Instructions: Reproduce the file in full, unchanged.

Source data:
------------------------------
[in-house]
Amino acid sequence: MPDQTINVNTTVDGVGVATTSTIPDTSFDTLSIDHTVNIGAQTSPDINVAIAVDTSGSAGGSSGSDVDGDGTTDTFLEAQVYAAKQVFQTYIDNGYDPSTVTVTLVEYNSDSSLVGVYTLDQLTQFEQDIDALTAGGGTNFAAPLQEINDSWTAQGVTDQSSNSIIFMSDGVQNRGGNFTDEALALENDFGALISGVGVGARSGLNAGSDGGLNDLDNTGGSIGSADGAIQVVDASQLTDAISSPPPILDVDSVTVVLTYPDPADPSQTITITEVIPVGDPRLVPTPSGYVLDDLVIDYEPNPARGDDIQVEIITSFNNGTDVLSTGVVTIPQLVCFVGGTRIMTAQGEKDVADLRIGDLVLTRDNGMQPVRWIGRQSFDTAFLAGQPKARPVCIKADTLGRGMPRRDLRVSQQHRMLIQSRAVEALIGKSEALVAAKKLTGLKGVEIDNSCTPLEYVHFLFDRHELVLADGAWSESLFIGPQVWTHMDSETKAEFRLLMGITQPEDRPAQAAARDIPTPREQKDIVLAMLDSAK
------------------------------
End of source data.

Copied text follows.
[in-house]
Amino acid sequence: MPDQTINVNTTVDGVGVATTSTIPDTSFDTLSIDHTVNIGAQTSPDINVAIAVDTSGSAGGSSGSDVDGDGTTDTFLEAQVYAAKQVFQTYIDNGYDPSTVTVTLVEYNSDSSLVGVYTLDQLTQFEQDIDALTAGGGTNFAAPLQEINDSWTAQGVTDQSSNSIIFMSDGVQNRGGNFTDEALALENDFGALISGVGVGARSGLNAGSDGGLNDLDNTGGSIGSADGAIQVVDASQLTDAISSPPPILDVDSVTVVLTYPDPADPSQTITITEVIPVGDPRLVPTPSGYVLDDLVIDYEPNPARGDDIQVEIITSFNNGTDVLSTGVVTIPQLVCFVGGTRIMTAQGEKDVADLRIGDLVLTRDNGMQPVRWIGRQSFDTAFLAGQPKARPVCIKADTLGRGMPRRDLRVSQQHRMLIQSRAVEALIGKSEALVAAKKLTGLKGVEIDNSCTPLEYVHFLFDRHELVLADGAWSESLFIGPQVWTHMDSETKAEFRLLMGITQPEDRPAQAAARDIPTPREQKDIVLAMLDSAK